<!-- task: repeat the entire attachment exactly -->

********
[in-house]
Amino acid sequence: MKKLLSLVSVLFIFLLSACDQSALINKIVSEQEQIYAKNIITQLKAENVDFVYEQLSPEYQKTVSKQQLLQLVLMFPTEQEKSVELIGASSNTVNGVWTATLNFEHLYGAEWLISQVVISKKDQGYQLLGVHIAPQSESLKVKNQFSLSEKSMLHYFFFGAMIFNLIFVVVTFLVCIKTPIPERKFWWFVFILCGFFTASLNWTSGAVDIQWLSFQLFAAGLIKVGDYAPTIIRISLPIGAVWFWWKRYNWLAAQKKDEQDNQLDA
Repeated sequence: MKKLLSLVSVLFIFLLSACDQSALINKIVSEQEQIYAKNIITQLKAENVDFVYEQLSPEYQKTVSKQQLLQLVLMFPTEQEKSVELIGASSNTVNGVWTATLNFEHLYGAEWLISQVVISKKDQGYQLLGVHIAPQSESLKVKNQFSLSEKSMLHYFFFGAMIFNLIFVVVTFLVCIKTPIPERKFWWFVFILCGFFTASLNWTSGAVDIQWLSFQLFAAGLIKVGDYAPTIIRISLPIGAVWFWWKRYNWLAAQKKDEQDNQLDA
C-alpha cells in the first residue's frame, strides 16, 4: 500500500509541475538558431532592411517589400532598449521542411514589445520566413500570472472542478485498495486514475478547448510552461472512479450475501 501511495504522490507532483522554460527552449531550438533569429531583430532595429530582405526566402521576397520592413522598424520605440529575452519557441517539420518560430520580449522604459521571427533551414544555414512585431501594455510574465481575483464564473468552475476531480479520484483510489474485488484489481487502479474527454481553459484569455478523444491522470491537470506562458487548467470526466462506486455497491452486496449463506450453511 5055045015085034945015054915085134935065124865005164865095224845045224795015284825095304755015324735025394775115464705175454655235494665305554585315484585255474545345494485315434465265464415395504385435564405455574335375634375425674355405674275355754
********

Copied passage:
[in-house]
Amino acid sequence: MKKLLSLVSVLFIFLLSACDQSALINKIVSEQEQIYAKNIITQLKAENVDFVYEQLSPEYQKTVSKQQLLQLVLMFPTEQEKSVELIGASSNTVNGVWTATLNFEHLYGAEWLISQVVISKKDQGYQLLGVHIAPQSESLKVKNQFSLSEKSMLHYFFFGAMIFNLIFVVVTFLVCIKTPIPERKFWWFVFILCGFFTASLNWTSGAVDIQWLSFQLFAAGLIKVGDYAPTIIRISLPIGAVWFWWKRYNWLAAQKKDEQDNQLDA
Repeated sequence: MKKLLSLVSVLFIFLLSACDQSALINKIVSEQEQIYAKNIITQLKAENVDFVYEQLSPEYQKTVSKQQLLQLVLMFPTEQEKSVELIGASSNTVNGVWTATLNFEHLYGAEWLISQVVISKKDQGYQLLGVHIAPQSESLKVKNQFSLSEKSMLHYFFFGAMIFNLIFVVVTFLVCIKTPIPERKFWWFVFILCGFFTASLNWTSGAVDIQWLSFQLFAAGLIKVGDYAPTIIRISLPIGAVWFWWKRYNWLAAQKKDEQDNQLDA
C-alpha cells in the first residue's frame, strides 16, 4: 500500500509541475538558431532592411517589400532598449521542411514589445520566413500570472472542478485498495486514475478547448510552461472512479450475501 501511495504522490507532483522554460527552449531550438533569429531583430532595429530582405526566402521576397520592413522598424520605440529575452519557441517539420518560430520580449522604459521571427533551414544555414512585431501594455510574465481575483464564473468552475476531480479520484483510489474485488484489481487502479474527454481553459484569455478523444491522470491537470506562458487548467470526466462506486455497491452486496449463506450453511 5055045015085034945015054915085134935065124865005164865095224845045224795015284825095304755015324735025394775115464705175454655235494665305554585315484585255474545345494485315434465265464415395504385435564405455574335375634375425674355405674275355754